But there are seeds of resistance, and their stories are told in Land Justice.

The first author to speak at Wednesday’s panel was Kirtrina Baxter, whose contribution to the book centers on black women healing through innate agrarian artistry. In her talk, she introduced the concept of women as seed keepers. “Black women’s acts of creating are often relegated to carrying the seeds of the human population,” Baxter and her chapter coauthors write, but “through historical and contemporary narratives of Black women agrarians, activists, and organizers, we describe innate agrarian artistry as the creative, feminine use of land-based resistance to simultaneously preserve the people and soil.” Baxter et al. acknowledge women as creators—not simply as prolific wombs, but also as literal and spiritual seed keepers, carrying on the traditions of seed saving and telling “seed stories,” (the cultural missives that get passed down along with the seeds). Baxter’s chapter in Land Justice celebrates the historical resistance “of which Black women have woven quilts, sang spirituals, and foraged from the land for survival.”

Suyapa Gonzalez was the next panelist to speak. Though not a contributing author, Gonzalez is an organizer with GreenRoots, a community-based organization in Chelsea, Massachusetts committed to achieving environmental justice through collective action, unity, education, and youth leadership. Through a translator, she gave a rousing appeal for land justice in Chelsea, where much of the soil is contaminated from years of chemical dumping, and where 72% of households are renter-occupied. “After God, it is to la madre Tierra that we owe our lives. If [our Mother Earth] dies, we will also die,” she opened, and ended with a call for everyone to demand better protections for the land that gives life.

Panel speakers from left: Eric Holt-Gimenez, Kirtrina Baxter, Hartman Deetz, Suyapa Gonzalez (and Friedman AFE student, Nayla Bezares, translating). Photo: Kathleen Nay

Panel speakers from left: Eric Holt-Gimenez, Kirtrina Baxter, Hartman Deetz, and Suyapa Gonzalez (with Friedman AFE student, Nayla Bezares, translating). Photo: Kathleen Nay

The final coauthor to speak was Hartman Deetz, a member of the Mashpee-Wampanoag tribe and an activist for land justice and indigenous rights. Deetz owns two acres of Mashpee land in Cape Cod—two acres of land, he emphasized, which has perpetually been under Mashpee ownership and never owned by white men. He pointed out that North America is entirely stolen land, evidenced by the many places across the continent bearing now-familiar American and Canadian names, but rooted in indigenous words: Nantucket Island, Massachusetts; Narragansett, Rhode Island; Nashua, New Hampshire; the Dakotas; Ottawa, Ontario; Winnipeg, Manitoba; even Massachusetts itself. It’s a long list.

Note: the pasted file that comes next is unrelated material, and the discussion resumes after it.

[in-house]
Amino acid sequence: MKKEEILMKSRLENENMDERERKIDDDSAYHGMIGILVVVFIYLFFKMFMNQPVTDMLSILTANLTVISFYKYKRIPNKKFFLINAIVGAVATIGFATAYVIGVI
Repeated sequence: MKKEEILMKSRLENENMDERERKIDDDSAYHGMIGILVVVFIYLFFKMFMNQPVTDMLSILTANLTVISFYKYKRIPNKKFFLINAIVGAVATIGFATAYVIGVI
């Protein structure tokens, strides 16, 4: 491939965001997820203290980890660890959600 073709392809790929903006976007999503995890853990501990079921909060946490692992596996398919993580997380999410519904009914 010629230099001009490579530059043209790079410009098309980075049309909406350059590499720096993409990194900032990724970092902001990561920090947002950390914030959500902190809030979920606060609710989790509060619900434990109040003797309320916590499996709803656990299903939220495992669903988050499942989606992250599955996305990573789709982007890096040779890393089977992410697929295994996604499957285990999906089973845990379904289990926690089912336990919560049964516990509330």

But the taking of indigenous land is not simply a footnote in the distant past. Here too, the past is present. Today the Mashpee-Wampanoag tribe is fighting the government for federal recognition of their tribal status and rights to retain ownership over 11,000 acres of ancestral land. Unfortunately, it’s a situation not unique to the Mashpee; in his Land Justice chapter, Deetz recounts his experience standing alongside the Standing Rock Sioux in protest of the Dakota Access Pipeline. People are still losing lives and livelihoods in the struggle for land justice.

Small group discussions. Photo: Kathleen Nay

Small group discussions. Photo: Kathleen Nay

The evening closed with a chance for attendees to break into small groups for discussion and reflection. My group took the opportunity to consider just how present the past really is. We reflected on how the histories of indigenous peoples and people of color, so deeply tied to land ownership (or lack thereof), are all but erased in our culture. I left with a deeper resolve to seek out those hidden histories, to use my profession and practice to amplify efforts for democratic community control of land, and to lend my support to organizations that do the same.

Kathleen Nay is a third year AFE/UEP dual degree student. This summer she discovered Native-Land.ca, a resource to help North Americans learn more about the indigenous histories and languages of the region where they live. If you have a zip or postal code, you too can learn more about your home on native land.

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Hello Friedman!

by Danielle Krobath, Friedman Student Council